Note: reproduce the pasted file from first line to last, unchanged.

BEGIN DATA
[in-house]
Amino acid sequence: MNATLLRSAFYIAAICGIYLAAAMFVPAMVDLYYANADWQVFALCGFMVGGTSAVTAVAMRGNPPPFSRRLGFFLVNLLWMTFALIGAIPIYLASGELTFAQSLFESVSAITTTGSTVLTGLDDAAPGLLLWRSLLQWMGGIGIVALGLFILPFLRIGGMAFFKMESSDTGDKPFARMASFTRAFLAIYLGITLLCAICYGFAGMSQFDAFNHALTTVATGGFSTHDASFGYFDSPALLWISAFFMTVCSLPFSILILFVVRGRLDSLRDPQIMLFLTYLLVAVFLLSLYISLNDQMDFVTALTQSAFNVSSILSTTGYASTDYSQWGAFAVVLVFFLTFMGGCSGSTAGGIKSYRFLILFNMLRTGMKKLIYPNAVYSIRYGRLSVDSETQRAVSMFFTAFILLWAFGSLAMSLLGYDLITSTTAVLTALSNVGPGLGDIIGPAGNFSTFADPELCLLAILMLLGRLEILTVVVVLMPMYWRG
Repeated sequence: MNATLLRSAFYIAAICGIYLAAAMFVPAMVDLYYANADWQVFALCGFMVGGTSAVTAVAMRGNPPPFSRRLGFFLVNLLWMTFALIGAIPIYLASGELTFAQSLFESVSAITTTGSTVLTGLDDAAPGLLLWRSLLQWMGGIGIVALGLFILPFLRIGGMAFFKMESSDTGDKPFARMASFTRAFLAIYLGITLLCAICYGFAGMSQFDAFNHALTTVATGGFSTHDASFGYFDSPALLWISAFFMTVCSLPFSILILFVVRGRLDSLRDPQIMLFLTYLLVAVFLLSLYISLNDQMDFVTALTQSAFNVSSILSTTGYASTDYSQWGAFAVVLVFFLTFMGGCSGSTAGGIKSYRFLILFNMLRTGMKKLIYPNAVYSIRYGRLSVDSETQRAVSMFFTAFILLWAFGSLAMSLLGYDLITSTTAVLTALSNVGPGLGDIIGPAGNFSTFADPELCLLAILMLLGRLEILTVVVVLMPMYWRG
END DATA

[in-house]
Amino acid sequence: MNATLLRSAFYIAAICGIYLAAAMFVPAMVDLYYANADWQVFALCGFMVGGTSAVTAVAMRGNPPPFSRRLGFFLVNLLWMTFALIGAIPIYLASGELTFAQSLFESVSAITTTGSTVLTGLDDAAPGLLLWRSLLQWMGGIGIVALGLFILPFLRIGGMAFFKMESSDTGDKPFARMASFTRAFLAIYLGITLLCAICYGFAGMSQFDAFNHALTTVATGGFSTHDASFGYFDSPALLWISAFFMTVCSLPFSILILFVVRGRLDSLRDPQIMLFLTYLLVAVFLLSLYISLNDQMDFVTALTQSAFNVSSILSTTGYASTDYSQWGAFAVVLVFFLTFMGGCSGSTAGGIKSYRFLILFNMLRTGMKKLIYPNAVYSIRYGRLSVDSETQRAVSMFFTAFILLWAFGSLAMSLLGYDLITSTTAVLTALSNVGPGLGDIIGPAGNFSTFADPELCLLAILMLLGRLEILTVVVVLMPMYWRG
Repeated sequence: MNATLLRSAFYIAAICGIYLAAAMFVPAMVDLYYANADWQVFALCGFMVGGTSAVTAVAMRGNPPPFSRRLGFFLVNLLWMTFALIGAIPIYLASGELTFAQSLFESVSAITTTGSTVLTGLDDAAPGLLLWRSLLQWMGGIGIVALGLFILPFLRIGGMAFFKMESSDTGDKPFARMASFTRAFLAIYLGITLLCAICYGFAGMSQFDAFNHALTTVATGGFSTHDASFGYFDSPALLWISAFFMTVCSLPFSILILFVVRGRLDSLRDPQIMLFLTYLLVAVFLLSLYISLNDQMDFVTALTQSAFNVSSILSTTGYASTDYSQWGAFAVVLVFFLTFMGGCSGSTAGGIKSYRFLILFNMLRTGMKKLIYPNAVYSIRYGRLSVDSETQRAVSMFFTAFILLWAFGSLAMSLLGYDLITSTTAVLTALSNVGPGLGDIIGPAGNFSTFADPELCLLAILMLLGRLEILTVVVVLMPMYWRG